Keyhole-Light-through-trees-dirt-roadI’ve been learning to stay awake. No, I’m not referring to my need to be in bed by ten. I’m talking about the ability to stay conscious, present and tuned in to what is happening right here and right now.

I’m talking about my need to not live in the suspended, sunlit world of fantasy when it comes to people places and things.

I’m learning to tell it like it is, mostly to myself. So I learn to embrace reality.

Reality is not sexy and fun most of the time. It’s a little gritty; it’s disorganized, messy, and it often hurts. It involves things like traffic, bad weather, and physical pain. Which is probably why people who have Near Death Experiences often want to stay on the other side.

And yeah, sometimes it’s euphoric, beautiful and sunlit, too.

The important thing is that reality is neither good nor bad, neither black nor white. Instead, it is a utopia of variety – an ever-changing kaleidoscope of sights, smells, and sounds all woven into the full range of emotional experiences.

Which is downright gorgeous if you allow yourself to stay conscious.

Yet, if you took some physical or emotional hits as a child, you learned to ignore reality early on. Instead, you found yourself suspended in your own little hammock of make-believe. Your arguing, alcoholic parents were ‘normal’. Your bullying siblings or classmates were ‘just kids being kids’. You did your best to tune out the fights as well as those pesky feelings of yours.

Your own anguish and your inability to cope simply didn’t really exist – it couldn’t. Because otherwise you figured you might die.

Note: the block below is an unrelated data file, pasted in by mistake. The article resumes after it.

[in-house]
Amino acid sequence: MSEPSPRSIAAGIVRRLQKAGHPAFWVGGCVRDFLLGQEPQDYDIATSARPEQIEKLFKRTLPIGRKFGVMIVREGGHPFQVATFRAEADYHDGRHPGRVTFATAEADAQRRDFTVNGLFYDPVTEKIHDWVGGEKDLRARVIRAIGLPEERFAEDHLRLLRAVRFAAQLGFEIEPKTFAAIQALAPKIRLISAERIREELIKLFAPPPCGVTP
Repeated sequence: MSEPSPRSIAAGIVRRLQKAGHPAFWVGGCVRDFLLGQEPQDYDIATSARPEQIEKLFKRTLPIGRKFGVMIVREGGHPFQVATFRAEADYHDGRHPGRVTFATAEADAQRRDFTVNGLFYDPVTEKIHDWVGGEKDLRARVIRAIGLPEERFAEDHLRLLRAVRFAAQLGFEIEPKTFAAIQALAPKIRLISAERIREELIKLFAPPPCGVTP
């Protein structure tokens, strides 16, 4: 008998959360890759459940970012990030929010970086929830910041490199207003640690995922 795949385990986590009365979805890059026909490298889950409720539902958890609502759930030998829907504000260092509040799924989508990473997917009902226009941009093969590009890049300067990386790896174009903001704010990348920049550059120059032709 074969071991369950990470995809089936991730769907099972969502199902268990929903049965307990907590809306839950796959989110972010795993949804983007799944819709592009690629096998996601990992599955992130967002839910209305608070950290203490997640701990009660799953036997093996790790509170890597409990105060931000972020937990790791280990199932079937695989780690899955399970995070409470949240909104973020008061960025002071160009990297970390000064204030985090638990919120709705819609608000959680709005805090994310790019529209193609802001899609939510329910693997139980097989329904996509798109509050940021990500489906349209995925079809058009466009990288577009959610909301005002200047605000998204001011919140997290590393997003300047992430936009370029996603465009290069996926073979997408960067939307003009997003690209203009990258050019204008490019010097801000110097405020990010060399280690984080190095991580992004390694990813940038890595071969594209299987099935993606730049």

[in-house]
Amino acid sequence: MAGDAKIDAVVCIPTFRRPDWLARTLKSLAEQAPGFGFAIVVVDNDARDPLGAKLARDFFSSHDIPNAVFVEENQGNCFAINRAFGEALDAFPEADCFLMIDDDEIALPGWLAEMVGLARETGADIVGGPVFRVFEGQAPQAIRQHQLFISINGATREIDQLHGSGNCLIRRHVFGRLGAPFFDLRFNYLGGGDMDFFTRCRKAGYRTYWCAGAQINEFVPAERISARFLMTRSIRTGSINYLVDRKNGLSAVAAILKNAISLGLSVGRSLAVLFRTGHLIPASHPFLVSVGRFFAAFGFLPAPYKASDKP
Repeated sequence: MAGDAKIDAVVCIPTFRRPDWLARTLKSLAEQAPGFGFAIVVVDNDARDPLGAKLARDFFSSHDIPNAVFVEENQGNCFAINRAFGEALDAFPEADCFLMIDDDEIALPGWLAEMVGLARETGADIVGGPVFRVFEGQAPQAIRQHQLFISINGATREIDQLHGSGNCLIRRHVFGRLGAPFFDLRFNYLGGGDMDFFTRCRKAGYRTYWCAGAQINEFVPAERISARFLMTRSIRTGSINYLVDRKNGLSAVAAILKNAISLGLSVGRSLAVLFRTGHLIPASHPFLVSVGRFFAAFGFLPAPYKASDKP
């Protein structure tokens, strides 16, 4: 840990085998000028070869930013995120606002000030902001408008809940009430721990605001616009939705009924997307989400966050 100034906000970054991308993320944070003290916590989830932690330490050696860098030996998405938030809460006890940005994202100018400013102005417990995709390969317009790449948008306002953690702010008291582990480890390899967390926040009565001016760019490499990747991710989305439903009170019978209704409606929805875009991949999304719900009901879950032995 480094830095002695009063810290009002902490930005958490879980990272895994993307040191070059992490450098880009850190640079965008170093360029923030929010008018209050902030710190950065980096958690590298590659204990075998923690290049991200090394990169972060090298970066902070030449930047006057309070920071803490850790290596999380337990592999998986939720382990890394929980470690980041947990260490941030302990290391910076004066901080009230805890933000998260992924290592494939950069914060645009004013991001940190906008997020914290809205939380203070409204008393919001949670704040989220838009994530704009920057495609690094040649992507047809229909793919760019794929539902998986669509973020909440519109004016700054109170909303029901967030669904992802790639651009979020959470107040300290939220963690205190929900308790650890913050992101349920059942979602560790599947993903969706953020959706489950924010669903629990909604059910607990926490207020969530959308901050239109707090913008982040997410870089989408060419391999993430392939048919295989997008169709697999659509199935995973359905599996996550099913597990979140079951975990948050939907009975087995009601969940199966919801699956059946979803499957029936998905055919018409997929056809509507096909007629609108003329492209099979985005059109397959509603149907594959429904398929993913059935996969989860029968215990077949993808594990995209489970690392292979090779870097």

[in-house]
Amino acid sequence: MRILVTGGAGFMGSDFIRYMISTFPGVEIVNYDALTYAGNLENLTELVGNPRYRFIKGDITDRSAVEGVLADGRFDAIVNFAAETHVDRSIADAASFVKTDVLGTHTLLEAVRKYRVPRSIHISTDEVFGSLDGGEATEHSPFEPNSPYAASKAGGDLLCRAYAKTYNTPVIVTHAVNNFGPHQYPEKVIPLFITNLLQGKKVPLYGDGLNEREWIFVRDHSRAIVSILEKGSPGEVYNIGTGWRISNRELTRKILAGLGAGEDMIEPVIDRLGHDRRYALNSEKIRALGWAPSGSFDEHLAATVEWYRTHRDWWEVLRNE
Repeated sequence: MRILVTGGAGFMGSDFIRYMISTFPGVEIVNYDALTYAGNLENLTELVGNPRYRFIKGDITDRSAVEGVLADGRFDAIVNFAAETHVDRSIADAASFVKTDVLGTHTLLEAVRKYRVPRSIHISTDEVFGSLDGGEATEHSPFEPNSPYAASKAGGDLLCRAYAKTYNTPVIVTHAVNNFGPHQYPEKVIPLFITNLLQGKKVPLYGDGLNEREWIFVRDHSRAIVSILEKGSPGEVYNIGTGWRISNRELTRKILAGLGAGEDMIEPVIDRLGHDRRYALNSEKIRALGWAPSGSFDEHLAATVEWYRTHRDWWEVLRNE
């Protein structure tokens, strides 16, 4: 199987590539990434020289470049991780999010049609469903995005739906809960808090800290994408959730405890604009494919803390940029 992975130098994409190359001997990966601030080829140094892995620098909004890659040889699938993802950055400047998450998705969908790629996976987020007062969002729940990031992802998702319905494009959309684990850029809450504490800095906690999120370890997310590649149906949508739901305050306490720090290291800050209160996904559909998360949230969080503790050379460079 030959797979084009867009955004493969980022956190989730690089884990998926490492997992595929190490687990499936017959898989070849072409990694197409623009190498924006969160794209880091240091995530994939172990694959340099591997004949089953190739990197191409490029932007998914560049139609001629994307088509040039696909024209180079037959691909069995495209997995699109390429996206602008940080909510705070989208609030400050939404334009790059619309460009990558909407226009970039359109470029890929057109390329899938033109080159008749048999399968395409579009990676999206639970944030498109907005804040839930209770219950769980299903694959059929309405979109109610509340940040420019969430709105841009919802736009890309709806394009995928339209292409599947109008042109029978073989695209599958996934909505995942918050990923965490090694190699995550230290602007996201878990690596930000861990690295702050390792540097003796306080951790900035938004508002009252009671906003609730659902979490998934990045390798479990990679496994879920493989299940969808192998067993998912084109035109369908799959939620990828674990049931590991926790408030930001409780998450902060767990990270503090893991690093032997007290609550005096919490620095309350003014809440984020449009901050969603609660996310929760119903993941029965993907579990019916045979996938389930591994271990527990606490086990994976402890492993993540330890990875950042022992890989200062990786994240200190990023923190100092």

When you start to heal all these old wounds through therapy, support group work, spiritual work or 12 Step recovery programs you notice an interesting thing.

You start to forgive yourself. And then … you start to forgive the players in your past. All of them. But you can’t get there until you begin to disgorge the quantum pain that is lodged deep in your heart.

This is when embracing reality becomes not only possible … over time, it gets more comfortable. Then it becomes downright joyful.

The pain or recognizing and remembering can seem intolerable at first. Strange waves of grief come out of nowhere and deluge you. Sometimes you find yourself shedding rage, or the big one – fear.

If you can slow down and allow these ghost feelings to pour through you – for as long as it takes — they always, always clear. They must for this is the law of all things. Sometimes they dissolve quickly and sometimes they take a while. But either way, they do eventually subside.

We only ‘get stuck’ when we lose faith, hold back in fear and refuse to allow nature to work it’s beautiful course.

We have hearts and souls that were designed to process pain efficiently, and so allow us to move in grace back to reality. So there is no need to hide in the thousand and one places the world provides – from Candy Crush and sexting to weed, jelly donuts, and Stoli martinis.

Instead, why not try becoming still and quiet just to see what is in there, asking for your attention? I promise that going through the pain of surrender is well worth the release that awaits on the other side.

Here is to your dose of courage, whatever it takes, to gently become present in the embrace of reality. May you, too, discover the magic of the every day.

 

 

Getting Through the Pain of Transition